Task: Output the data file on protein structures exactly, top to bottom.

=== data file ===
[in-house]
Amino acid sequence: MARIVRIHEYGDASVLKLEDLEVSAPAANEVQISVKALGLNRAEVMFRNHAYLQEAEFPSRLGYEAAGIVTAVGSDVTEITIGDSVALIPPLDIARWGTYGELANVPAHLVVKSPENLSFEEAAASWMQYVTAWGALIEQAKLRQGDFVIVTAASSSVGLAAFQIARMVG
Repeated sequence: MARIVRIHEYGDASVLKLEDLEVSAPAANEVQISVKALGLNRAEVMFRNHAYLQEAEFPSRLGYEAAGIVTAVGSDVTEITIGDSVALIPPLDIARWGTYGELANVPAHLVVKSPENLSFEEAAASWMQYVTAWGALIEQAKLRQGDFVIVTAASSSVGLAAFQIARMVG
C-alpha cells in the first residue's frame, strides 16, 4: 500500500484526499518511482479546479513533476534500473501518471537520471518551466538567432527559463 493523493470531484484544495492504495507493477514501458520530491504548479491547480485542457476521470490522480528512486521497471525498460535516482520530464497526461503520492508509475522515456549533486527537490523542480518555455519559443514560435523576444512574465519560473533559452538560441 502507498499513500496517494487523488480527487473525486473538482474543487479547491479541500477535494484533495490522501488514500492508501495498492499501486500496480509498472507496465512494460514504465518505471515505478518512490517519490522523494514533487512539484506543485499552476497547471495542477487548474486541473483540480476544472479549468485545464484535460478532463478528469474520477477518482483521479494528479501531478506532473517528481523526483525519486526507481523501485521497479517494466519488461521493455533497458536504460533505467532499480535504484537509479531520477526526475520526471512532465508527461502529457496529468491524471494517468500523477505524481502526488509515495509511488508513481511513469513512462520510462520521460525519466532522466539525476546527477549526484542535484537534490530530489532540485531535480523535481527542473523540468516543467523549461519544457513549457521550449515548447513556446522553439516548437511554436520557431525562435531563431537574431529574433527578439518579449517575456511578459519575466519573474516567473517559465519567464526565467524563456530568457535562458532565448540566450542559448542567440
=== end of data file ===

[in-house]
Amino acid sequence: MARIVRIHEYGDASVLKLEDLEVSAPAANEVQISVKALGLNRAEVMFRNHAYLQEAEFPSRLGYEAAGIVTAVGSDVTEITIGDSVALIPPLDIARWGTYGELANVPAHLVVKSPENLSFEEAAASWMQYVTAWGALIEQAKLRQGDFVIVTAASSSVGLAAFQIARMVG
Repeated sequence: MARIVRIHEYGDASVLKLEDLEVSAPAANEVQISVKALGLNRAEVMFRNHAYLQEAEFPSRLGYEAAGIVTAVGSDVTEITIGDSVALIPPLDIARWGTYGELANVPAHLVVKSPENLSFEEAAASWMQYVTAWGALIEQAKLRQGDFVIVTAASSSVGLAAFQIARMVG
C-alpha cells in the first residue's frame, strides 16, 4: 500500500484526499518511482479546479513533476534500473501518471537520471518551466538567432527559463 493523493470531484484544495492504495507493477514501458520530491504548479491547480485542457476521470490522480528512486521497471525498460535516482520530464497526461503520492508509475522515456549533486527537490523542480518555455519559443514560435523576444512574465519560473533559452538560441 502507498499513500496517494487523488480527487473525486473538482474543487479547491479541500477535494484533495490522501488514500492508501495498492499501486500496480509498472507496465512494460514504465518505471515505478518512490517519490522523494514533487512539484506543485499552476497547471495542477487548474486541473483540480476544472479549468485545464484535460478532463478528469474520477477518482483521479494528479501531478506532473517528481523526483525519486526507481523501485521497479517494466519488461521493455533497458536504460533505467532499480535504484537509479531520477526526475520526471512532465508527461502529457496529468491524471494517468500523477505524481502526488509515495509511488508513481511513469513512462520510462520521460525519466532522466539525476546527477549526484542535484537534490530530489532540485531535480523535481527542473523540468516543467523549461519544457513549457521550449515548447513556446522553439516548437511554436520557431525562435531563431537574431529574433527578439518579449517575456511578459519575466519573474516567473517559465519567464526565467524563456530568457535562458532565448540566450542559448542567440